I am, by nature, a gregarious extrovert. Except at the gym. There, I keep to myself. Eyes down. Focus within. Conscious breathing. Feel the pain. Let the exhaustion carry you away. I think of it like a religious discipline.
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I’m in the seventh grade, in music class, singing a stanza. My couplet is “Powdered wig, big fat pig.” My problem is that Mano is standing next to me, whispering in my ear, “Powdered wig, big fat Denise.”
With full knowledge aforethought I’m about to reveal ... well, that’s just the thing: I don’t know what I might reveal. I just decided to take the risk. To start typing and see what happens.
Unfortunately, your advice of Nike Therapy works with very few people. For most, the symptoms they bring to therapy are not within the conscious control that you would have us believe.
My private practice is replete with issues of divorce, helping children cope with divorce, parental alienation, postmarital dating and blended families. Single-parent homes. Various custody arrangements. Two birthdays. Two Christmas celebrations. Two vacations. And how the hell do you group photographs at ensuing weddings, bar mitzvahs and baptisms?
I keep seeing the “It Can Wait” public service commercials. There’s a website, itcanwait.com, where you can sign a pledge to never text and drive. I’d go there and sign the pledge, but I don’t need to. I have my mother instead. And my girlfriend. Together, they converted me (through strategic harping) to a “no texting while driving” policy.
I’m going to institute an annual Emily Litella Award for Human Matters reader-mail.
The Freudian Mystique is culturally pervasive. People come to therapy hoping to find that dramatic flash of insight. That “ah-ha” moment when they can say “That’s it! That’s the reason! I bite my fingernails as a compensation for my mother’s ‘rejecting, withholding breast,’ at which I did not have a nurturing experience!”
A little over 5 years ago I learned that my husband had been cheating during the entire 20 years of our marriage.
But, “cherish their mother?” I’m a guy that has been involved with a number of wives and one child, and I find that a lot of mothers these days are involved in parental alienation.
For the ancient Hebrews, fertility, pregnancy and birth were not first and foremost biological events; they were theological metaphors.
2010. My son is 8, and in the second grade. I am driving him to school. He is in the back seat, lost in his Nintendo DS game device. Suddenly a long-suffering sigh wafts up into the front seat. Then the voice so quiet, so innocent, so sincere and thoughtful: “This is all messed up.”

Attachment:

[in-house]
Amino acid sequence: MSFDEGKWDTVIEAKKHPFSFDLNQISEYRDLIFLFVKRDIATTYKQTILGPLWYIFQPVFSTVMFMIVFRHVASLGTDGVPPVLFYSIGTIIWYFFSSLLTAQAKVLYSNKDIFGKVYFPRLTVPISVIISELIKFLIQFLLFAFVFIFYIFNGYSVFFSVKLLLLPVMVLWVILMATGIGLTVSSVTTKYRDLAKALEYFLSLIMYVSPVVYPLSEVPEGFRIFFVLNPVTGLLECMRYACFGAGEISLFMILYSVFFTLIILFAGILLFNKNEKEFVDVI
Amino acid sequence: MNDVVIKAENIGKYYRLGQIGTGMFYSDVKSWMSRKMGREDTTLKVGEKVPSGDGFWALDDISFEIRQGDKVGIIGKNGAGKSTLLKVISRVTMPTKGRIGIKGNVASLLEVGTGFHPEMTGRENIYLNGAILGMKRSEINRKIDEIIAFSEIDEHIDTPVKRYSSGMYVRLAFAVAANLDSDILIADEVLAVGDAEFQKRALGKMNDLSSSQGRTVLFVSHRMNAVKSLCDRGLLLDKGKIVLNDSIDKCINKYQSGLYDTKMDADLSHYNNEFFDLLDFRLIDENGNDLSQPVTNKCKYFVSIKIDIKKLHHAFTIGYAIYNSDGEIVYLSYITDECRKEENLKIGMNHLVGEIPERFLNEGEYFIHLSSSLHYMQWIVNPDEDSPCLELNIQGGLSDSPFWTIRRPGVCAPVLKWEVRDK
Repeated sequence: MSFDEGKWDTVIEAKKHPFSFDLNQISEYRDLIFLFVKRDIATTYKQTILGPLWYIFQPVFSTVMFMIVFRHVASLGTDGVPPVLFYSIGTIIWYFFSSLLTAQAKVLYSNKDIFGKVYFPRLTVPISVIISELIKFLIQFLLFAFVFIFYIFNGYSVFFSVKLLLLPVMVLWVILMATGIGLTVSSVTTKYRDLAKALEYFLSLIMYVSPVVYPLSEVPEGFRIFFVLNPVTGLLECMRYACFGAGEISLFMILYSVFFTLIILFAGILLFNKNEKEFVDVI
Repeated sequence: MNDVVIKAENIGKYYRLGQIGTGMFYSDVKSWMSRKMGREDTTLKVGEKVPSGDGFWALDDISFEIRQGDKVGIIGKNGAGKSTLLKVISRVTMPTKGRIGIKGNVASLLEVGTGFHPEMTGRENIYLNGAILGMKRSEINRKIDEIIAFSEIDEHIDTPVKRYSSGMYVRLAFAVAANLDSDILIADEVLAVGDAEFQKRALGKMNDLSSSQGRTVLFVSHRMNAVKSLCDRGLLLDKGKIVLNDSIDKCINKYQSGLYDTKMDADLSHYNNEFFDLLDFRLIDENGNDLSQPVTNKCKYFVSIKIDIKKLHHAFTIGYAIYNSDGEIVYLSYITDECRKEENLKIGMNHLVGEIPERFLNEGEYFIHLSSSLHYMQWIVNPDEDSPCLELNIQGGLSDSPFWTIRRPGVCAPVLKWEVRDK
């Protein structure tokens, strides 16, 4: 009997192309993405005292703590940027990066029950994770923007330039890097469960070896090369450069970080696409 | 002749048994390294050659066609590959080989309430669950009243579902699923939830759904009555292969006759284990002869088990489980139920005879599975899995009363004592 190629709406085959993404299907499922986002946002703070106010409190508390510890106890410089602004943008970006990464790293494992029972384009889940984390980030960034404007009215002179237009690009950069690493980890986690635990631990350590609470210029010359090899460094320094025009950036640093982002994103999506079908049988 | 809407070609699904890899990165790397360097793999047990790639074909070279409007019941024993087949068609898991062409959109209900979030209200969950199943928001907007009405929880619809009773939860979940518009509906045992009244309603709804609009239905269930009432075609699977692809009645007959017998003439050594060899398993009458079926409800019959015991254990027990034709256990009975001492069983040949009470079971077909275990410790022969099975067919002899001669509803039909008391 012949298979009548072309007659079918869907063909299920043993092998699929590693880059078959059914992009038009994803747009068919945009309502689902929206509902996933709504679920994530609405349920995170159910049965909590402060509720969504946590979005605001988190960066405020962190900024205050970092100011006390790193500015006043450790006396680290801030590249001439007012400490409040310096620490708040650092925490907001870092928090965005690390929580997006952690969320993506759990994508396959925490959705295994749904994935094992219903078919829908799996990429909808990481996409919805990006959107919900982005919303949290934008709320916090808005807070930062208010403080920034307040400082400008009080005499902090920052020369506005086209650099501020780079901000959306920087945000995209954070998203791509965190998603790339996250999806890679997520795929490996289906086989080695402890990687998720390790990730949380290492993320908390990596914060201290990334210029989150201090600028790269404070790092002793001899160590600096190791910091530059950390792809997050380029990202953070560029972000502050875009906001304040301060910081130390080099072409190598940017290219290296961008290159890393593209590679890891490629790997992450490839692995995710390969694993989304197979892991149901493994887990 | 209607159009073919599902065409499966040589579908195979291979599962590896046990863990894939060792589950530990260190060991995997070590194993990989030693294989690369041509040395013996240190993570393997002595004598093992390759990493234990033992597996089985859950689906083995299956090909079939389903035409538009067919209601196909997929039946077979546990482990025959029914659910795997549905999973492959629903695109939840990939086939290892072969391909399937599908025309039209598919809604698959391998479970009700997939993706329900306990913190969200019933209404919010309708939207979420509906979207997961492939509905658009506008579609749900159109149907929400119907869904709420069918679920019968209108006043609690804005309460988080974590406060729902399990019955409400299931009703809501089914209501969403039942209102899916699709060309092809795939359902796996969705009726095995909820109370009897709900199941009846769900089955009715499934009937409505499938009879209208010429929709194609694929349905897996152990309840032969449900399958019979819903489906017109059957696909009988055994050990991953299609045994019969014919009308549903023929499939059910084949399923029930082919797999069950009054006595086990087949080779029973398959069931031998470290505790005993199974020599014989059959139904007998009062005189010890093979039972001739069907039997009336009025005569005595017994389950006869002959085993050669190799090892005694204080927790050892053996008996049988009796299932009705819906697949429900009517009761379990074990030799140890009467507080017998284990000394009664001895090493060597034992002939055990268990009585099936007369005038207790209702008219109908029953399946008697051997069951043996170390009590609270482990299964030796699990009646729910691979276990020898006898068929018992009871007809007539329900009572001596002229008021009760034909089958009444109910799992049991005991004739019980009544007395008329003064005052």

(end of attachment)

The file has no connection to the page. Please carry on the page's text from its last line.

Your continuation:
I’m a man who’s been blessed with a fine family. My daughter recently announced the pending arrival of a grandkid, out of the traditional order of things.
When two people decide to make a sexually exclusive commitment with an intention to permanence, it’s a big deal. A huge deal, if for no other reason than it runs contrary to evolution and biology.
F ather’s Day 1991. It’s 12:47 a.m. In the Sonoran desert skies, three planets align to form an ultrabright “star” in the western sky. It just adds drama to the already dramatic events taking place with me, in me and around me that night.
I have been married for 10 years on my second marriage. I love the man I’m married to and see us together for life. I am also having an affair with another man.
My death is not very interesting. It’s likely the least important part of my life. And the circumstances of my death might be less interesting than that.
They say, sometimes, of a baseball pitcher, “He’s gonna waste one.” This means the pitcher has reason to deliberately not throw a strike. The pitcher is going to throw around the strike zone. It’s a chess game. His purpose is to test the batter. To lure the batter into the pitcher’s game. To see if the batter will expose some tendency or intention. To keep the batter off balance. So the pitcher “wastes one.”
I remember when Mary Poppins conjured a strong wind to literally blow away the queue of applicants for the position of nanny to Jane and Michael Banks. One moment, there were 20-plus proper English women standing in line, waiting to be interviewed.
A friend tells me about his therapy and his therapist. For session after session — weeks, now — my friend has tried to explain the history between his brother and himself. He has taken great pains to describe the great pain he carries about the relationship — chronically disrespectful, disdainful, scornful, critical and bullying. Never physically abusive, but emotionally cold and sometimes just plain humiliating. Since as long as my friend can remember.
When I was a child, my father more than once threatened to get a baseball bat and etch “Steven’s Attention Getter” into the wood. He told and retold a story about a farmer plowing a field behind a stubborn ol’ mule, the punch line of which had to do with the stick the father carried on the plow — the mule’s “Attention Getter.”
For years I’ve argued that “love is not how we feel but how we act” — with “argue” too often becoming the operational outcome — and you develop that concept insightfully and eloquently. But does your parenting example validate the claim that no difference exists “between a love you can’t show and not being loved at all?”
So, if I said to you, “I’ve opened a bank account in your name. The account contains a balance of $5 million. To access the money, you’ll need the PIN number, which only I know. And I’m not going to tell you.”
When we set a value or a goal, we incur an obligation to move toward that goal. Most people think of the process of moving toward the goal as a set of transactions. Actions that move us toward the goal are credits. Actions that move us away from the goal are debits.
When is the right time to introduce the children to the new mate? This is a question that I always ask myself.